Gutierrez v. Luna Cnty. Sheriff Raymond Cobos

Decision Date23 September 2014
Docket NumberCiv. No. 12-980 JH/GBW
PartiesANNA GUTIERREZ and PATSY FLORES, Plaintiffs, v. LUNA COUNTY SHERIFF RAYMOND COBOS, in his individual and official capacity; LUNA COUNTY SHERIFF DEPUTY GABRIEL MAYNES, DEPUTY MIKE EBY, DEPUTY TRINI GARCIA, DEPUTY JOSE OJEDA, DEPUTY ISRAEL SAENZ, Jr., in their individual and official capacities; LUNA COUNTY CENTRAL DISPATCH DIRECTOR MIRNA GRADO and DISPATCH EMPLOYEE LUHANA VILLALBA, in their individual and official capacities; LUNA COUNTY MANAGER JOHN SUTHERLAND, in his individual and official capacity, Defendants.
CourtU.S. District Court — District of New Mexico

This matter is before the Court on the following motions: (I) Plaintiffs' Motion for Leave To Amend Complaint, attaching a "Second Amended Complaint" [Doc. 126]; (II) Defendant Sutherland's Motion To Dismiss Count IV [Doc. 58]; (III) Defendant Mirna Grado's Motion To Dismiss or for Summary Judgment [Doc. 56]; (IV) Defendant Villalba's Amended Motion To Dismiss for Failure To State a Claim [Doc. 91]; (V) Defendants' Motion for Summary Judgment on Counts I, II, IV, V, VI, and VII of Plaintiffs' Amended Complaint [Doc. 85]; and Defendant Mirna Grado's Second Motion for Summary Judgment [Doc. 95]; (VI) Defendants' Motion To Strike [Doc. 99]; Plaintiffs' Motion To Amend Response to Defendants' Motion for Summary Judgment on Counts I, II, IV, V, VI and VII [Doc. 103]; Defendants' Motion To Strike Plaintiffs'Motion To Amend Response (Doc. 103) [Doc. 105]; Plaintiffs' Motion To Exceed Page Limit for Exhibits and for Plaintiffs' Response to Defendants' Motions for Summary Judgment [Doc. 104]; and Defendants' Motion To Strike Plaintiffs' Motion To Exceed Page Limit (Doc. 104) [Doc. 107]; and (VII) Plaintiffs' Motion and Memorandum in Support of Counsel's Affidavit To Allow Discovery Pursuant to Rule 56(d) [Doc. 80]; and Plaintiffs' Third Motion and Memorandum in Support of Counsel's Affidavit To Allow Discovery Pursuant to Rule 56(d) [Doc. 113].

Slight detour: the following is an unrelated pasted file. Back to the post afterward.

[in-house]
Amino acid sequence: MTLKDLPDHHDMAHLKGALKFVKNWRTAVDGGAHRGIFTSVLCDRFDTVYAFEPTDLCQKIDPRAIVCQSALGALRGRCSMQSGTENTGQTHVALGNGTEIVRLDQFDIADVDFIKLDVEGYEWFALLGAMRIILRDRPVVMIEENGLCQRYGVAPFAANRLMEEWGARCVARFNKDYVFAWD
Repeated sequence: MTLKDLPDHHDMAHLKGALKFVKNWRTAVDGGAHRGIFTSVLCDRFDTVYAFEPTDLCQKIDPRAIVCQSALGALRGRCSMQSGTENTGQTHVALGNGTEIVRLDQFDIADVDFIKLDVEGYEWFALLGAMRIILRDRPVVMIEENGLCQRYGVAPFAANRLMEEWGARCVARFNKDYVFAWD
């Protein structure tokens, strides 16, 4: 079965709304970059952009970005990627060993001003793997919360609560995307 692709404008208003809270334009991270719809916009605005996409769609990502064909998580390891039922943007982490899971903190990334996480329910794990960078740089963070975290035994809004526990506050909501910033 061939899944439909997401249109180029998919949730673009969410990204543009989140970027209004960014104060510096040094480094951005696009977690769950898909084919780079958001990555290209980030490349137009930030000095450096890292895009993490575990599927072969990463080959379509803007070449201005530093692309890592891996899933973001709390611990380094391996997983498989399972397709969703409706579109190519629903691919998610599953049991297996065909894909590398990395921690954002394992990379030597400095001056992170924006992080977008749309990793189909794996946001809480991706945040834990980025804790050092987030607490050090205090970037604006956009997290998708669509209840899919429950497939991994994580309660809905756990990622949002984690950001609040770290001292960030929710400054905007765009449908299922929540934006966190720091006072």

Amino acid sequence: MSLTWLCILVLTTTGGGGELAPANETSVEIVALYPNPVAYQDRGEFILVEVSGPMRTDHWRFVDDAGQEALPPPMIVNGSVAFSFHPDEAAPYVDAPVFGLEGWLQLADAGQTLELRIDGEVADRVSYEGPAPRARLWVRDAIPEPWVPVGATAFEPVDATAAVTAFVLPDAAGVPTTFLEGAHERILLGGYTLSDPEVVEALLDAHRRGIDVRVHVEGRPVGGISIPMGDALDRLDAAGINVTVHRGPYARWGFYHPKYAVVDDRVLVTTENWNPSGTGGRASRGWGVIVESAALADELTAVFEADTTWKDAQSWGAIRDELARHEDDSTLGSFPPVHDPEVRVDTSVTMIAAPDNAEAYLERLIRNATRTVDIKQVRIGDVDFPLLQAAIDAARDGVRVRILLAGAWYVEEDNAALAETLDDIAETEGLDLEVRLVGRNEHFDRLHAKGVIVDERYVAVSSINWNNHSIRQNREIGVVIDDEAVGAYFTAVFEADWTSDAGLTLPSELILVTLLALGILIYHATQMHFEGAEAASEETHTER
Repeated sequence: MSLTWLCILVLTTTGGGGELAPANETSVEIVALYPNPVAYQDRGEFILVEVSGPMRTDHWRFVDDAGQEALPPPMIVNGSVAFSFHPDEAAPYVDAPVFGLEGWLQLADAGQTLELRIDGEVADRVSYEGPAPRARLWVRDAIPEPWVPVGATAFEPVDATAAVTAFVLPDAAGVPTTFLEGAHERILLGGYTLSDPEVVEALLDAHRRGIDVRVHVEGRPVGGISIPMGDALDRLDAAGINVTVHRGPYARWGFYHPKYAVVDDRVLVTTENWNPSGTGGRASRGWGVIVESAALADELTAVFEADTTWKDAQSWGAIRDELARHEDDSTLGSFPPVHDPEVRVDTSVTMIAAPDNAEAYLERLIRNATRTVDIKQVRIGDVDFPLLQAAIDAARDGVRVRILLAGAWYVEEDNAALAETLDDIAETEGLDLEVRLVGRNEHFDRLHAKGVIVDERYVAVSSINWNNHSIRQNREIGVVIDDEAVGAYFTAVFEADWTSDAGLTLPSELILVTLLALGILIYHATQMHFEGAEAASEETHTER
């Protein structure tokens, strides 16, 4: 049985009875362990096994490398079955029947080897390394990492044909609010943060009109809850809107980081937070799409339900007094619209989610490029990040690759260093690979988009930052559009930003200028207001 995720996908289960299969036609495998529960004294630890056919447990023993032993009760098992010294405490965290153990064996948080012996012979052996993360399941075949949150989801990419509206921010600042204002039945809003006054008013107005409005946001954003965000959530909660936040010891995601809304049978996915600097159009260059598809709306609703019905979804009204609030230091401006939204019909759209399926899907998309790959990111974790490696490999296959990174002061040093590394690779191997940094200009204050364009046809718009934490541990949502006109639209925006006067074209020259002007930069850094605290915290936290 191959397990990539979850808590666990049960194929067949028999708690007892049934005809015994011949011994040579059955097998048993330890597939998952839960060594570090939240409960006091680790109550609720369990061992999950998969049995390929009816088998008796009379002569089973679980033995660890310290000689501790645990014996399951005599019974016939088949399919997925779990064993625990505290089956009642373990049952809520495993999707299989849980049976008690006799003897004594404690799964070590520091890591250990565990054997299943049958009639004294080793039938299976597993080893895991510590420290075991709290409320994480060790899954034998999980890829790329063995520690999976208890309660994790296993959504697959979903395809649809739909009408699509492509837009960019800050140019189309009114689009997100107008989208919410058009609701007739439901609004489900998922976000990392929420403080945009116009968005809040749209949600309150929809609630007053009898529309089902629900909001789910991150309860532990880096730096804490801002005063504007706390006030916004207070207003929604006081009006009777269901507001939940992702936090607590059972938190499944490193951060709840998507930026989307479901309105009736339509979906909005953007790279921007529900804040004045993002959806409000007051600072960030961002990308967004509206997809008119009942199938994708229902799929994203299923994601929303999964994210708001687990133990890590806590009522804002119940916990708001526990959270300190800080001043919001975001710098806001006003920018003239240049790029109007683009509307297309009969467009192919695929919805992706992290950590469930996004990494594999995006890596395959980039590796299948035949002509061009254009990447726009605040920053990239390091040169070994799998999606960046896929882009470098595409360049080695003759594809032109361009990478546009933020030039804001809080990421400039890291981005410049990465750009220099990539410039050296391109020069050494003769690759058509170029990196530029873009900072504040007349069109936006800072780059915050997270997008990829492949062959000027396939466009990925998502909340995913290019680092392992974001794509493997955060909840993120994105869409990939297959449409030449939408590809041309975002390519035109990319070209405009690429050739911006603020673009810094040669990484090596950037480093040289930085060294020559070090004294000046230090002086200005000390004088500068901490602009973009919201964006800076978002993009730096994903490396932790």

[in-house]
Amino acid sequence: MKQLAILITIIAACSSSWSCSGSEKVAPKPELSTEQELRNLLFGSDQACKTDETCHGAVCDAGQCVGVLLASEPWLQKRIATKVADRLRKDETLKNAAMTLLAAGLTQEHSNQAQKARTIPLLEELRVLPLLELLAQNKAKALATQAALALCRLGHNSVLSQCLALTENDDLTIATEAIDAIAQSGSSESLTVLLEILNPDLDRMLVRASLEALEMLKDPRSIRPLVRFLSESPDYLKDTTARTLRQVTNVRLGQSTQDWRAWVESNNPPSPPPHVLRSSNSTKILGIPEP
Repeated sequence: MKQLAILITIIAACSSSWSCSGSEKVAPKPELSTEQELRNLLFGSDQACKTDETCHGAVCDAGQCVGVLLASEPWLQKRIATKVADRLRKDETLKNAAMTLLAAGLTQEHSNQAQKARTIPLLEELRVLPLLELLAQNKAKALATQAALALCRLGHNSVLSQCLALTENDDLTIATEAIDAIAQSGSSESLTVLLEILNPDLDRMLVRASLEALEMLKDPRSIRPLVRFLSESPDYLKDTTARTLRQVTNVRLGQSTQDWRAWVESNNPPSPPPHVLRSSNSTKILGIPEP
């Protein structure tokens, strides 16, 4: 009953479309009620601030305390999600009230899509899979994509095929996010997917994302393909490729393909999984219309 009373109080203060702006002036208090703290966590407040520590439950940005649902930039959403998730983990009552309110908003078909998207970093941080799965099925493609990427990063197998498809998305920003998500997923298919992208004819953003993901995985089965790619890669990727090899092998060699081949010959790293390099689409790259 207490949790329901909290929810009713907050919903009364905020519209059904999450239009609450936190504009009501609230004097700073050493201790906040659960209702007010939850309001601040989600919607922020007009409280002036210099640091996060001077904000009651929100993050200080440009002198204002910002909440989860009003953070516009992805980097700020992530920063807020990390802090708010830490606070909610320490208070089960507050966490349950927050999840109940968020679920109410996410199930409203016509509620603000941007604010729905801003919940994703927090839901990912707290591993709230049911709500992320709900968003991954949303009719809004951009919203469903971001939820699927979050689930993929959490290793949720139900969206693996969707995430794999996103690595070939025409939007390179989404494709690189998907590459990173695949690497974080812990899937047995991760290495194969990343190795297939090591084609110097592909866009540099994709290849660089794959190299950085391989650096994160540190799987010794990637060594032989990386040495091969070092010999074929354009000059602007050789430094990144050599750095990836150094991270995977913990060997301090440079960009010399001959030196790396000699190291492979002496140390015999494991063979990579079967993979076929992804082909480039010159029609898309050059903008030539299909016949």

The incident giving rise to this case occurred on July 4, 2009. Plaintiff Gutierrez was charged in state court with two felonies and four misdemeanors: Aggravated fleeing, Battery on a peace officer, Failure to maintain traffic lane, Careless driving, Concealing identity, and DWI. [Doc. 52, ¶ 48] The DWI charge was dismissed at a preliminary hearing by a State of New Mexico Magistrate Court Judge for lack of probable cause. [Doc. 52, ¶ 107] On March 31, 2011, the state filed a nolle prosequi dismissing the remaining charges. [Doc. 52, ¶ 105]

Almost three years after the incident, Plaintiffs filed a complaint in the Sixth Judicial District Court for the State of New Mexico. [Doc. 1-1] The case was removed to this Court on September 19, 2012. [Doc. 1]

The Court gave Plaintiffs leave to file an amended complaint five and one-half months after removal to federal court. [Doc. 51] See Fed. R. Civ. P. 15(a). Plaintiffs filed the First Amended Complaint [hereinafter "FAC"] on March 6, 2013. [Doc. 52]